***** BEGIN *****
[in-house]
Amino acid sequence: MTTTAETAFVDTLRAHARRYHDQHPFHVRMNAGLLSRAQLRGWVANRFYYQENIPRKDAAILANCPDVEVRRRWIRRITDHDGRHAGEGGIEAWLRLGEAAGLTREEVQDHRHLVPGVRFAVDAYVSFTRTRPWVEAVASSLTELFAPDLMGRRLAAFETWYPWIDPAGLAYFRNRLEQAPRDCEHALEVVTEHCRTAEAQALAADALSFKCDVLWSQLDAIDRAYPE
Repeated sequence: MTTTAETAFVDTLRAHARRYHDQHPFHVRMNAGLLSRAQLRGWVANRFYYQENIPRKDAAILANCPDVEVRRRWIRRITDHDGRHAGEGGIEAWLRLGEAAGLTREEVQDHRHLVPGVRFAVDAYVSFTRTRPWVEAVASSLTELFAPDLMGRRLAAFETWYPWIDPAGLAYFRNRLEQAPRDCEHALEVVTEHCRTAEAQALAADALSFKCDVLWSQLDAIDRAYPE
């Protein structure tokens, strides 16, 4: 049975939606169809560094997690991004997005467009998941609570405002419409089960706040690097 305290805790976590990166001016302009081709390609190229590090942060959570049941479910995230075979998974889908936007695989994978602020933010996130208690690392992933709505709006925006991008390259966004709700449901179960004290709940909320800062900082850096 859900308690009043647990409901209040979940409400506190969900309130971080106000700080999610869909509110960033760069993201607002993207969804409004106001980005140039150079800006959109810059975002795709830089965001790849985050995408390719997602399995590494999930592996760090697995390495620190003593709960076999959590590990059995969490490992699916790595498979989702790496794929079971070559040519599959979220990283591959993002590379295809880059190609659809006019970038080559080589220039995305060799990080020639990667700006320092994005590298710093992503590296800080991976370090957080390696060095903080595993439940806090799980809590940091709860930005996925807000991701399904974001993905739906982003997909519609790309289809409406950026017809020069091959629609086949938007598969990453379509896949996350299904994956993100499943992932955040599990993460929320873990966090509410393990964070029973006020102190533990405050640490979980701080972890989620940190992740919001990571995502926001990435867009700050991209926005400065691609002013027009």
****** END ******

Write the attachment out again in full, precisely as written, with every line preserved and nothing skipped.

[in-house]
Amino acid sequence: MTTTAETAFVDTLRAHARRYHDQHPFHVRMNAGLLSRAQLRGWVANRFYYQENIPRKDAAILANCPDVEVRRRWIRRITDHDGRHAGEGGIEAWLRLGEAAGLTREEVQDHRHLVPGVRFAVDAYVSFTRTRPWVEAVASSLTELFAPDLMGRRLAAFETWYPWIDPAGLAYFRNRLEQAPRDCEHALEVVTEHCRTAEAQALAADALSFKCDVLWSQLDAIDRAYPE
Repeated sequence: MTTTAETAFVDTLRAHARRYHDQHPFHVRMNAGLLSRAQLRGWVANRFYYQENIPRKDAAILANCPDVEVRRRWIRRITDHDGRHAGEGGIEAWLRLGEAAGLTREEVQDHRHLVPGVRFAVDAYVSFTRTRPWVEAVASSLTELFAPDLMGRRLAAFETWYPWIDPAGLAYFRNRLEQAPRDCEHALEVVTEHCRTAEAQALAADALSFKCDVLWSQLDAIDRAYPE
């Protein structure tokens, strides 16, 4: 049975939606169809560094997690991004997005467009998941609570405002419409089960706040690097 305290805790976590990166001016302009081709390609190229590090942060959570049941479910995230075979998974889908936007695989994978602020933010996130208690690392992933709505709006925006991008390259966004709700449901179960004290709940909320800062900082850096 859900308690009043647990409901209040979940409400506190969900309130971080106000700080999610869909509110960033760069993201607002993207969804409004106001980005140039150079800006959109810059975002795709830089965001790849985050995408390719997602399995590494999930592996760090697995390495620190003593709960076999959590590990059995969490490992699916790595498979989702790496794929079971070559040519599959979220990283591959993002590379295809880059190609659809006019970038080559080589220039995305060799990080020639990667700006320092994005590298710093992503590296800080991976370090957080390696060095903080595993439940806090799980809590940091709860930005996925807000991701399904974001993905739906982003997909519609790309289809409406950026017809020069091959629609086949938007598969990453379509896949996350299904994956993100499943992932955040599990993460929320873990966090509410393990964070029973006020102190533990405050640490979980701080972890989620940190992740919001990571995502926001990435867009700050991209926005400065691609002013027009």